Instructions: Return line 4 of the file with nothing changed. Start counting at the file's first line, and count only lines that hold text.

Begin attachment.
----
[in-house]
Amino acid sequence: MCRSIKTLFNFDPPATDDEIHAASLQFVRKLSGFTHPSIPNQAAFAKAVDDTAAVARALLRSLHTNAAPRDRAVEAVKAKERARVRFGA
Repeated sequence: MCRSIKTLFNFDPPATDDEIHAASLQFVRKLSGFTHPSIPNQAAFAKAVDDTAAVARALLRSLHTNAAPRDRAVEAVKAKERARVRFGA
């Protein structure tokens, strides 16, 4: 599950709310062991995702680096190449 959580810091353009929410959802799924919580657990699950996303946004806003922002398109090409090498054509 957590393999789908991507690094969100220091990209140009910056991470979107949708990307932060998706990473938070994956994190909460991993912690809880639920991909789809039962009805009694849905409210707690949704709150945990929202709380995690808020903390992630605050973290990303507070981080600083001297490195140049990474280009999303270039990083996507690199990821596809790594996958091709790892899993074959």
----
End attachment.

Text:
């Protein structure tokens, strides 16, 4: 599950709310062991995702680096190449 959580810091353009929410959802799924919580657990699950996303946004806003922002398109090409090498054509 957590393999789908991507690094969100220091990209140009910056991470979107949708990307932060998706990473938070994956994190909460991993912690809880639920991909789809039962009805009694849905409210707690949704709150945990929202709380995690808020903390992630605050973290990303507070981080600083001297490195140049990474280009999303270039990083996507690199990821596809790594996958091709790892899993074959």